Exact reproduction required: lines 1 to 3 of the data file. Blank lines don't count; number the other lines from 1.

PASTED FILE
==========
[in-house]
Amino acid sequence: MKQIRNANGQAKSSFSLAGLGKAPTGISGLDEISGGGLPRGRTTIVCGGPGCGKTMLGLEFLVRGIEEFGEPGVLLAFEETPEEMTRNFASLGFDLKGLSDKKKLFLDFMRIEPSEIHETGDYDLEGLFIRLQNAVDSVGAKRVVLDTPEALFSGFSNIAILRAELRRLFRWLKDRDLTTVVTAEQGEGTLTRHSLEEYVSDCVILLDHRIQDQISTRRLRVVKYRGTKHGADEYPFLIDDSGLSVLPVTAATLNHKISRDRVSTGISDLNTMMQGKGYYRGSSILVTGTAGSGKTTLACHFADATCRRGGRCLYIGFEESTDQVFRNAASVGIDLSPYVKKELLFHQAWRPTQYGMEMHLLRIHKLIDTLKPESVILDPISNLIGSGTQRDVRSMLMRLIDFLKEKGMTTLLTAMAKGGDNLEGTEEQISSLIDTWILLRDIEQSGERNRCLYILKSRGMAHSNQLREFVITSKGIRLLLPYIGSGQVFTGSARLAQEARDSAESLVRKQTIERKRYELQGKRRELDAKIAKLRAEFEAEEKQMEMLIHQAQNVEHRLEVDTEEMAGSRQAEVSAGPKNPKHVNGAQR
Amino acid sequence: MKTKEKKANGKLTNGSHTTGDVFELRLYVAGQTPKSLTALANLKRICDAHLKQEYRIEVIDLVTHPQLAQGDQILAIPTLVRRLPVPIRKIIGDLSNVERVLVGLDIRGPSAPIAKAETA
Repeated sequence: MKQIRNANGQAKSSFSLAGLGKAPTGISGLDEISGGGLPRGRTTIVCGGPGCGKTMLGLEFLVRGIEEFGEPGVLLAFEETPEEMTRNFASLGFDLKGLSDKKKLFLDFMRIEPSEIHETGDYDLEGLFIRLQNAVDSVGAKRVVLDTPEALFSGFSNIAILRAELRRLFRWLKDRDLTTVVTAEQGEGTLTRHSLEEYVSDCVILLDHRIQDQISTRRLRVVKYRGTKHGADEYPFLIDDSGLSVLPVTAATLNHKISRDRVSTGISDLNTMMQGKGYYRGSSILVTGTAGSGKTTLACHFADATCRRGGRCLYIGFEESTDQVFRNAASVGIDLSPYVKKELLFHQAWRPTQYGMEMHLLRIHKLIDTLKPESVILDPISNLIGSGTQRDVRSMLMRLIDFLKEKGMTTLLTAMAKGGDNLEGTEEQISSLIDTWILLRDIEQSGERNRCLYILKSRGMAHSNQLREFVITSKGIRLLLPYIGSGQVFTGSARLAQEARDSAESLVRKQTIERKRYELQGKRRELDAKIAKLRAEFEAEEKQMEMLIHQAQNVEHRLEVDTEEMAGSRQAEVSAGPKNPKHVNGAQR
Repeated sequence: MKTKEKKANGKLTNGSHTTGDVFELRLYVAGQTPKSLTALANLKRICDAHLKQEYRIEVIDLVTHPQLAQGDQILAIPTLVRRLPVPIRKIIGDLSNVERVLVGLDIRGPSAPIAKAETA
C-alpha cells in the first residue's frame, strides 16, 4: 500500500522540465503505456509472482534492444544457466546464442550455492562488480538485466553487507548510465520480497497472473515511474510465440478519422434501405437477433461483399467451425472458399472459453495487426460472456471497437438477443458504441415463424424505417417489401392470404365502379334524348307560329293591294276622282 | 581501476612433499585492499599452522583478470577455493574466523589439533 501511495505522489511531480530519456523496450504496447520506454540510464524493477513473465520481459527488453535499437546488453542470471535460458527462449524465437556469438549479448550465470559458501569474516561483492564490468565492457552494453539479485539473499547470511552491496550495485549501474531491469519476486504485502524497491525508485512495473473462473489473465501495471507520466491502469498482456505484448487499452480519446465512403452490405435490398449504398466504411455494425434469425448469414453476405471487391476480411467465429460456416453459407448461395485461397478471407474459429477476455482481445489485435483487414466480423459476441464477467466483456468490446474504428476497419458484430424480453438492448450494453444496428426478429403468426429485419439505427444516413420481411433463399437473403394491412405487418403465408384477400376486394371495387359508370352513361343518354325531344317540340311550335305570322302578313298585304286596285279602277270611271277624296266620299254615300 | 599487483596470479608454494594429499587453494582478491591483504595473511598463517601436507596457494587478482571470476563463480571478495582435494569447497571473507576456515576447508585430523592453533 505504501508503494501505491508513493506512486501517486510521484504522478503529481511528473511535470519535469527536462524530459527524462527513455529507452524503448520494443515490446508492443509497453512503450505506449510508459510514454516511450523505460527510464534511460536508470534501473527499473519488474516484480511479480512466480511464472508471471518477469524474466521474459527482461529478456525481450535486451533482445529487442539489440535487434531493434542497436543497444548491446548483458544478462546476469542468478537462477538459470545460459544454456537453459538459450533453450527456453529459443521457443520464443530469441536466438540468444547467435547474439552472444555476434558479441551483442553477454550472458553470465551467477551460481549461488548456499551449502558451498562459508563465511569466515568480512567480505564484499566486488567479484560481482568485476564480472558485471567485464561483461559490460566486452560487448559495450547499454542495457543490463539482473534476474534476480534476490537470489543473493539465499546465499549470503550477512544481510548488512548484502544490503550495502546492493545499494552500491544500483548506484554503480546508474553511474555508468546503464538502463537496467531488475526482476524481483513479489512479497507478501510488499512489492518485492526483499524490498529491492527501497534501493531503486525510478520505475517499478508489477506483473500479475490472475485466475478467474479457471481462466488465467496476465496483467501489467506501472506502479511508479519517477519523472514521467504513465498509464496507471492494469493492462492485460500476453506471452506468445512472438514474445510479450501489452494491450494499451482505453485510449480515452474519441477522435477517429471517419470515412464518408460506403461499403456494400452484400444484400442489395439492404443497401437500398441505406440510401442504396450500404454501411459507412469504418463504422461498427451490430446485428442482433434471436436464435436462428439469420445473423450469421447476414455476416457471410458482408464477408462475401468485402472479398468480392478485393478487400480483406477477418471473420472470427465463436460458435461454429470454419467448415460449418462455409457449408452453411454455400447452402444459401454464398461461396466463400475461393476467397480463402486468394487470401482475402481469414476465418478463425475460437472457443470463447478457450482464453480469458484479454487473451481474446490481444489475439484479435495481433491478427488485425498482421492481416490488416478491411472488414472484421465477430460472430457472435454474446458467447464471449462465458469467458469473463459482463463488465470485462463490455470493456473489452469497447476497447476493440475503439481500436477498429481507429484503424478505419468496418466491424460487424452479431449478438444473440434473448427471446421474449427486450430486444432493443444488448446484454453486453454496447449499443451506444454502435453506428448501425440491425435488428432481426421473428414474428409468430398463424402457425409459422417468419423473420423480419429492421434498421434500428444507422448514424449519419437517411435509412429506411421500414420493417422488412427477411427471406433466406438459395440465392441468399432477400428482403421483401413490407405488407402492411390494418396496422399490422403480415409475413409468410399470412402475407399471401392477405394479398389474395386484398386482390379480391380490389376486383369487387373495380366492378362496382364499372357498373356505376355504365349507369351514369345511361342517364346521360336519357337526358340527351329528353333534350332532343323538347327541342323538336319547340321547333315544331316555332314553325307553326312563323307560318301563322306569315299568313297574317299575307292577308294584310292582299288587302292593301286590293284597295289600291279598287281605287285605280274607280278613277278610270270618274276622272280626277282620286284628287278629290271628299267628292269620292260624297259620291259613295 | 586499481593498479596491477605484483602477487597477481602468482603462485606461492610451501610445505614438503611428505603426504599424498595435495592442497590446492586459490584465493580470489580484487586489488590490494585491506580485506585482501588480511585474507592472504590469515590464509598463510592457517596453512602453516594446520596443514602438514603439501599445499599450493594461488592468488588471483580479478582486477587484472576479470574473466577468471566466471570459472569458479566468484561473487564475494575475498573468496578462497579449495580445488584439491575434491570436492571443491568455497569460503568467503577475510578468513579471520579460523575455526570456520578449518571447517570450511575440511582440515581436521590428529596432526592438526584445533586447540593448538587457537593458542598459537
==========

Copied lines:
[in-house]
Amino acid sequence: MKQIRNANGQAKSSFSLAGLGKAPTGISGLDEISGGGLPRGRTTIVCGGPGCGKTMLGLEFLVRGIEEFGEPGVLLAFEETPEEMTRNFASLGFDLKGLSDKKKLFLDFMRIEPSEIHETGDYDLEGLFIRLQNAVDSVGAKRVVLDTPEALFSGFSNIAILRAELRRLFRWLKDRDLTTVVTAEQGEGTLTRHSLEEYVSDCVILLDHRIQDQISTRRLRVVKYRGTKHGADEYPFLIDDSGLSVLPVTAATLNHKISRDRVSTGISDLNTMMQGKGYYRGSSILVTGTAGSGKTTLACHFADATCRRGGRCLYIGFEESTDQVFRNAASVGIDLSPYVKKELLFHQAWRPTQYGMEMHLLRIHKLIDTLKPESVILDPISNLIGSGTQRDVRSMLMRLIDFLKEKGMTTLLTAMAKGGDNLEGTEEQISSLIDTWILLRDIEQSGERNRCLYILKSRGMAHSNQLREFVITSKGIRLLLPYIGSGQVFTGSARLAQEARDSAESLVRKQTIERKRYELQGKRRELDAKIAKLRAEFEAEEKQMEMLIHQAQNVEHRLEVDTEEMAGSRQAEVSAGPKNPKHVNGAQR
Amino acid sequence: MKTKEKKANGKLTNGSHTTGDVFELRLYVAGQTPKSLTALANLKRICDAHLKQEYRIEVIDLVTHPQLAQGDQILAIPTLVRRLPVPIRKIIGDLSNVERVLVGLDIRGPSAPIAKAETA